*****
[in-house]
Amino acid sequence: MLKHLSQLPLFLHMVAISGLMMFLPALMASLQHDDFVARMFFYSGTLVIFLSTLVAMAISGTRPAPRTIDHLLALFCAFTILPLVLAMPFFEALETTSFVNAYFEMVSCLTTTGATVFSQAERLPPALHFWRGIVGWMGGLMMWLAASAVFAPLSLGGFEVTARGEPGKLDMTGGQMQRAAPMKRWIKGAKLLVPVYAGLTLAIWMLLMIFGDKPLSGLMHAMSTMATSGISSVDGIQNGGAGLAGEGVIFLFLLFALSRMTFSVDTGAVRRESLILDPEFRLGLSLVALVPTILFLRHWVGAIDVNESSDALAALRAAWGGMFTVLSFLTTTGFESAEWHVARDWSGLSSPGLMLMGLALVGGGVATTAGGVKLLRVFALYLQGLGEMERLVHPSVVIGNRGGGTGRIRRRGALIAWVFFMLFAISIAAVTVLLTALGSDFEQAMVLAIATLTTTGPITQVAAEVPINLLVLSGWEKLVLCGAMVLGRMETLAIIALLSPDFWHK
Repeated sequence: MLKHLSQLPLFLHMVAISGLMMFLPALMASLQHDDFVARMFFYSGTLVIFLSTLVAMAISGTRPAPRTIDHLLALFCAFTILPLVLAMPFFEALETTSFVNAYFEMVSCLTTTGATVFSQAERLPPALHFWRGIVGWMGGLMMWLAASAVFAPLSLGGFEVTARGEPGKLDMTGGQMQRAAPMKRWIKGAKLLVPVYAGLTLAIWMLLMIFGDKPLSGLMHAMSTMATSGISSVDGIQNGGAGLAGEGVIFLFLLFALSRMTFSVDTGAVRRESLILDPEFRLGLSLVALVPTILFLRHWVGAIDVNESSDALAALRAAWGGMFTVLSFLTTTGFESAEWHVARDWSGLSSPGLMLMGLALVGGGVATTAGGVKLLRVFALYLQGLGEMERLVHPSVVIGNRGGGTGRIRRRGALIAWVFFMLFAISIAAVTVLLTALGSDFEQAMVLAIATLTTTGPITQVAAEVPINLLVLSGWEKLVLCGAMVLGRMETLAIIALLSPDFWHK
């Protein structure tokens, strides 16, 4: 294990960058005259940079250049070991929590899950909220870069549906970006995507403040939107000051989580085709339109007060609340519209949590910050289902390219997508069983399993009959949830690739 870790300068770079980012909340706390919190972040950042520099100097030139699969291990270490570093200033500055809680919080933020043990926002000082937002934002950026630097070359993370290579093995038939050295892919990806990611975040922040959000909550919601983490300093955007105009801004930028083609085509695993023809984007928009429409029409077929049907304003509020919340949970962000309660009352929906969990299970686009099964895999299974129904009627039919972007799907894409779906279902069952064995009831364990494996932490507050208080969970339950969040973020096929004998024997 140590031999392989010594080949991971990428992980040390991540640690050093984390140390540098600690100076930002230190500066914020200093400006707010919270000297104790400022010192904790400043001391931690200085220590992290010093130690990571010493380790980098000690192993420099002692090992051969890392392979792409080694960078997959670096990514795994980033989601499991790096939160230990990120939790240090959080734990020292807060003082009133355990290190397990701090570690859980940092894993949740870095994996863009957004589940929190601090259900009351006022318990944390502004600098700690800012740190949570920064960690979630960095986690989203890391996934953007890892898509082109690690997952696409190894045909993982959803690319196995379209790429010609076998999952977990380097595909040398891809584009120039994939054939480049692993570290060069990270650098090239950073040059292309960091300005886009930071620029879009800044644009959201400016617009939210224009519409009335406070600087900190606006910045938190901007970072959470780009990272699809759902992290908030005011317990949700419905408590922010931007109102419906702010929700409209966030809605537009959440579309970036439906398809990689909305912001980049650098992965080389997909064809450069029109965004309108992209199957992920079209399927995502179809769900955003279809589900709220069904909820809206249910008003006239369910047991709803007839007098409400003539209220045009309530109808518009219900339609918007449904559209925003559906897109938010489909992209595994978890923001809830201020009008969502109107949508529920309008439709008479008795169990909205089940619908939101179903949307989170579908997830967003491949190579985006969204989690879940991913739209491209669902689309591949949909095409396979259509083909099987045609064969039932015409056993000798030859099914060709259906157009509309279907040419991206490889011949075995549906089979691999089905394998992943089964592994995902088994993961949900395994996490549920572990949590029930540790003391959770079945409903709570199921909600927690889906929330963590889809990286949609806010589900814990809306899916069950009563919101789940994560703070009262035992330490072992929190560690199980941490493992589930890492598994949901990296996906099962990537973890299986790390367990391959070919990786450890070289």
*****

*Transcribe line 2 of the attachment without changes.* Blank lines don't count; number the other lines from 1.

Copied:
Amino acid sequence: MLKHLSQLPLFLHMVAISGLMMFLPALMASLQHDDFVARMFFYSGTLVIFLSTLVAMAISGTRPAPRTIDHLLALFCAFTILPLVLAMPFFEALETTSFVNAYFEMVSCLTTTGATVFSQAERLPPALHFWRGIVGWMGGLMMWLAASAVFAPLSLGGFEVTARGEPGKLDMTGGQMQRAAPMKRWIKGAKLLVPVYAGLTLAIWMLLMIFGDKPLSGLMHAMSTMATSGISSVDGIQNGGAGLAGEGVIFLFLLFALSRMTFSVDTGAVRRESLILDPEFRLGLSLVALVPTILFLRHWVGAIDVNESSDALAALRAAWGGMFTVLSFLTTTGFESAEWHVARDWSGLSSPGLMLMGLALVGGGVATTAGGVKLLRVFALYLQGLGEMERLVHPSVVIGNRGGGTGRIRRRGALIAWVFFMLFAISIAAVTVLLTALGSDFEQAMVLAIATLTTTGPITQVAAEVPINLLVLSGWEKLVLCGAMVLGRMETLAIIALLSPDFWHK